This week’s post was suggested by reader Les Evans, for inspiration as he takes up drawing himself. Thanks for the request, keep ‘em coming everyone! : )
Not just your basic charcoal sketches. Here are 3 sets of classic images and methods that take drawing to totally different dimensions.
|1. Vitruvian Man: As Renaissance man Leonardo da Vinci was interested in a lot of different topics. As he was studying architecture and engineering, he came across Vitruvius, a Roman architect who thought that "the human body may be used to derive the perfect geometrical forms of the circle and square" (Janson 558). All super significant in figuring out humans' place in nature, math, humanities, etc. Closer look: The man's arms do indeed form the length of the square and his legs are the radii of the circle.|
|2. M. C. Escher: Escher was a graphic artist (1898-1972) famous for his "impossible structures" - drawings that on paper make sense to the eye but would be impossible in 3D/real life. Closer look: The "Endless Staircase" in the movie "Inception" bears a striking resemblance to Escher's staircase drawings.|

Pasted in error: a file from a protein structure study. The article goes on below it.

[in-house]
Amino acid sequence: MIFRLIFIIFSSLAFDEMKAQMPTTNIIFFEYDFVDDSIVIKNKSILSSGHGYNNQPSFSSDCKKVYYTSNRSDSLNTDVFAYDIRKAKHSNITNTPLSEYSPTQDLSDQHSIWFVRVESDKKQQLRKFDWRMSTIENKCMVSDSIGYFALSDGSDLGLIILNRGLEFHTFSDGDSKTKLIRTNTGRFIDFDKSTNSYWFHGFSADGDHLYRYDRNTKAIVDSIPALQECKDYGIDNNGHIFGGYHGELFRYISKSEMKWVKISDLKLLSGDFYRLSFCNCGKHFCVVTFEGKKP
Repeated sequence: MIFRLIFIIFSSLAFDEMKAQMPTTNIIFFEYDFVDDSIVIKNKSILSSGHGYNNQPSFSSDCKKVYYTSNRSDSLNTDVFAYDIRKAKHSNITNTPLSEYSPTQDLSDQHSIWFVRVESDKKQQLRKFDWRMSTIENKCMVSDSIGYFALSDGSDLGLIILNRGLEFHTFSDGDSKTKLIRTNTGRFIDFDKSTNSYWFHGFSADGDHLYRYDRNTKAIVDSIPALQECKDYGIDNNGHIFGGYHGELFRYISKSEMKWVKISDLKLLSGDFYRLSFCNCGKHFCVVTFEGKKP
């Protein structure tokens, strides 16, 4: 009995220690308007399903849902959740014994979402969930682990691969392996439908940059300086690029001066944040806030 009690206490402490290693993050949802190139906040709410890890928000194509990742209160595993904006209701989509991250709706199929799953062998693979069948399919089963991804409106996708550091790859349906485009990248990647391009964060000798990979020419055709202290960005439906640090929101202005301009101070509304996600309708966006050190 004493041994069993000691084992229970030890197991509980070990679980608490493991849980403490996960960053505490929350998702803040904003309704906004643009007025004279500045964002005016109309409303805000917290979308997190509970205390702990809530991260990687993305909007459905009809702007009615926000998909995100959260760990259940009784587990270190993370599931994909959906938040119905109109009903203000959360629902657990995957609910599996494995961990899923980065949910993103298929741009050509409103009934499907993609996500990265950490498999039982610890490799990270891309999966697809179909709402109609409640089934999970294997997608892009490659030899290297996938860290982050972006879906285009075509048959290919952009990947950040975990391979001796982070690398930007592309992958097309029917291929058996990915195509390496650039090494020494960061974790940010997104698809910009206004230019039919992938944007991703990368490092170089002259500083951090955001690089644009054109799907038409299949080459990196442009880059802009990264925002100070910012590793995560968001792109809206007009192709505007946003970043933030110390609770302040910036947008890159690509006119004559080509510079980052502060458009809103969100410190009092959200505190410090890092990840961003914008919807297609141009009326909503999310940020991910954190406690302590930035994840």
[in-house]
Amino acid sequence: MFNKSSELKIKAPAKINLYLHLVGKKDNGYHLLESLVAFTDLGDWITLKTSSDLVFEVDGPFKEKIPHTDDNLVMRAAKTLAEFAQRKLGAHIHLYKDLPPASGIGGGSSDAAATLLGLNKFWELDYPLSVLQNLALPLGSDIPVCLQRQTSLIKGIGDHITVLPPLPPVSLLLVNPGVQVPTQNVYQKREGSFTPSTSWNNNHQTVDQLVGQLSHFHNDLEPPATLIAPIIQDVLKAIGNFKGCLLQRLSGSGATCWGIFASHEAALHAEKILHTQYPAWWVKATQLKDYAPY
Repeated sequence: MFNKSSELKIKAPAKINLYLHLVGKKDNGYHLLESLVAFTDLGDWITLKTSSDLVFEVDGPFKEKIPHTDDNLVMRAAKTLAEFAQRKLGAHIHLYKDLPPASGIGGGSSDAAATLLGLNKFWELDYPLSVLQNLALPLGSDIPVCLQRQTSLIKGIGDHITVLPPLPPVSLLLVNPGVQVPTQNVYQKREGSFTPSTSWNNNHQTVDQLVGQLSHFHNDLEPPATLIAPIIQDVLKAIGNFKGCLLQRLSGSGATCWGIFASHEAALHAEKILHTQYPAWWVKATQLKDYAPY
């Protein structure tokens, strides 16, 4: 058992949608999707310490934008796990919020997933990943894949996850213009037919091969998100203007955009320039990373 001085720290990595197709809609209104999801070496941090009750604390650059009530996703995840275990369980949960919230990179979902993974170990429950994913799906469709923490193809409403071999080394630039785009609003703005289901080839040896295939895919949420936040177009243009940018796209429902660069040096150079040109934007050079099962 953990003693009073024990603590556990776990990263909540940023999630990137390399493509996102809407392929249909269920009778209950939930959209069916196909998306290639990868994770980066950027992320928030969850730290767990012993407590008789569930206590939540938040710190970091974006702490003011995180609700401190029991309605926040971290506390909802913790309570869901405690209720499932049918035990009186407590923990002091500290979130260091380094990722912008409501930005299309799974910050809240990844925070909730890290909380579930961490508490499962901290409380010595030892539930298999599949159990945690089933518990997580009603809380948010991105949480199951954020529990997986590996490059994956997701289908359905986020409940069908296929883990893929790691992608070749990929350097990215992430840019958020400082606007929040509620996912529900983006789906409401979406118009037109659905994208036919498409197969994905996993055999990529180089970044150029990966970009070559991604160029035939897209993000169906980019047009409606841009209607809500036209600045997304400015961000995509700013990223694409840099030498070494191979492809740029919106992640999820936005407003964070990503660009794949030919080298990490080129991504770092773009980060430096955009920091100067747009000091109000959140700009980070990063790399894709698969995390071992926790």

|3. Picasso's Light Drawings: "Renowned LIFE photographer Gjon Mili, a technical genius and lighting innovator extraordinaire, visited Pablo Picasso in the South of France in 1949. Mili showed the artist some of his photographs of ice skaters with tiny lights affixed to their skates, jumping in the dark -- and Picasso's lively mind began to race" (LIFE). Closer look: Nope, not floating or on glass - Picasso did this with a flashlight with a bright beam in a darkroom. To DIY or for more on low light + long exposure photography, check this out.|
All images, videos, and articles are linked to their respective sources. Elements of this post were also drawn from the following: